Payments to UK health professionals and organisations, including donations, sponsorship, consultancy fees and expenses, reached a record £200m in 2022, excluding R&D with companies seeking to promote lucrative drugs for obesity, diabetes and heart conditions among the biggest spenders. The total spending was almost double the £108m paid by the drugs industry in 2015, while payments to healthcare organisations in the same period nearly tripled to £156.5m.

The payments include more than £29m in funding to NHS trusts, as well as millions more to GP practices and companies that support NHS care. A further £43.7m was paid to doctors, nurses, pharmacists and admin staff.

The rise in spending raises concerns about the growing influence of pharmaceutical companies in the NHS as it reaches its 75th anniversary milestone. Amid record pressure on services, drug giants say closer collaboration can help deliver major benefits to patients.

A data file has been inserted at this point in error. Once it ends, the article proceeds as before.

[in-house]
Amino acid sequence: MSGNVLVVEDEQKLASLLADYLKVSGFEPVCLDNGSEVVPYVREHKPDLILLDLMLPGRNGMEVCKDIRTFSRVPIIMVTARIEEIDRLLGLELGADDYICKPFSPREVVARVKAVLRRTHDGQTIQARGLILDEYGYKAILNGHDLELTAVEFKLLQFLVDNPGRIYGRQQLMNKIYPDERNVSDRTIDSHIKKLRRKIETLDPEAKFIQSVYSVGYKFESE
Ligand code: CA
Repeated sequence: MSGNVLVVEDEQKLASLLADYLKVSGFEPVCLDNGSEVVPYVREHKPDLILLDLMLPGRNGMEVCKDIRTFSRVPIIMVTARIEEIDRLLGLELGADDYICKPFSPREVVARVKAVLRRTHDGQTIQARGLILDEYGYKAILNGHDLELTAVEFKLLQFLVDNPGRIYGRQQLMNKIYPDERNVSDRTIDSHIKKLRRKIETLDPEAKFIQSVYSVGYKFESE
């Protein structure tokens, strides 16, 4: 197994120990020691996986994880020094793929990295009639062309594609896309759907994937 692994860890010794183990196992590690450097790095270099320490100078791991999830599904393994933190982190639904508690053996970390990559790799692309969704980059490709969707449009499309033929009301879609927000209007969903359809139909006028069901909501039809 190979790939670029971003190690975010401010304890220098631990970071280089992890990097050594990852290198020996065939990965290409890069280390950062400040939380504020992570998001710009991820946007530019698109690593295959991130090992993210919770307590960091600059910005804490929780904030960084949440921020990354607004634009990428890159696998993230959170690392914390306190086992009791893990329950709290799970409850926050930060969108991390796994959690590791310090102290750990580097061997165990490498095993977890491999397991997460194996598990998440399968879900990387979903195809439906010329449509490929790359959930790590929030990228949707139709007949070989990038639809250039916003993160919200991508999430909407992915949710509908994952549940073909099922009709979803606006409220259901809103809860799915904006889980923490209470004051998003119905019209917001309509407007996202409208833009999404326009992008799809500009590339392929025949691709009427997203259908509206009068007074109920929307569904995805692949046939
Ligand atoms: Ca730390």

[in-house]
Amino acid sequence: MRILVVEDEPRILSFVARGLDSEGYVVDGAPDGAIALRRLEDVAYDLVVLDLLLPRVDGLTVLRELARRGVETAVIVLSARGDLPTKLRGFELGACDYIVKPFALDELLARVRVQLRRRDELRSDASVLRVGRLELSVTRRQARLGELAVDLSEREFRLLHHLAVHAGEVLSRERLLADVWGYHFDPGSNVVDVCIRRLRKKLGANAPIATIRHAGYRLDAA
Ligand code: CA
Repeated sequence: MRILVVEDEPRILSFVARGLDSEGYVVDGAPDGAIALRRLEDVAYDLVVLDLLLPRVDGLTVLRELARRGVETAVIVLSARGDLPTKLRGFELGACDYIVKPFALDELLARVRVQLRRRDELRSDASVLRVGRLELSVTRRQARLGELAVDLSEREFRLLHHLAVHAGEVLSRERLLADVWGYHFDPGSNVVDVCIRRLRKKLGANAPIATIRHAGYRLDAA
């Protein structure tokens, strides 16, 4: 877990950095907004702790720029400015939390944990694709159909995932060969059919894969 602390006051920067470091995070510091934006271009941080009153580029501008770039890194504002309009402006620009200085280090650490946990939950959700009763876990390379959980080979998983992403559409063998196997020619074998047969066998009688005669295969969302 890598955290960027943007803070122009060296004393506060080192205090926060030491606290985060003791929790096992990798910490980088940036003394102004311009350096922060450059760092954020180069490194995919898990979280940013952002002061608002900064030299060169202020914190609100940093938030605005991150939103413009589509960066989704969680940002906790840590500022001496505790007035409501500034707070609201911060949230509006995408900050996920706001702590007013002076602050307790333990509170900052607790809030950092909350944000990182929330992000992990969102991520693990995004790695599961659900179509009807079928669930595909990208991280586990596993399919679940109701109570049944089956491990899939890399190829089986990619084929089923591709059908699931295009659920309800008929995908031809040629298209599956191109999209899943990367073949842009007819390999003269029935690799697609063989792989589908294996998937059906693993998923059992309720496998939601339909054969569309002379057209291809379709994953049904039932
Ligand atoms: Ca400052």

But project documents reveal many of the partnerships are expected to lead to a boost in sales for the companies, fuelling questions about conflicts of interest. David Rowland, director of the Centre for Health and the Public Interest thinktank, warned that “cash-strapped” NHS trusts could not afford “to be naïve about these deals with Big Pharma”. “They are certainly not providing this funding as an act of charity,” he said.

In some cases drugs firms have been granted a direct role in shaping patient care in NHS services that prescribe their products, including through projects that let them oversee the redesign of treatment pathways for diseases including obesity, diabetes, multiple sclerosis, cancer, asthma and rare disorders. Other companies are paying the salaries of pharmacists, nurses and other healthcare staff to work in NHS teams.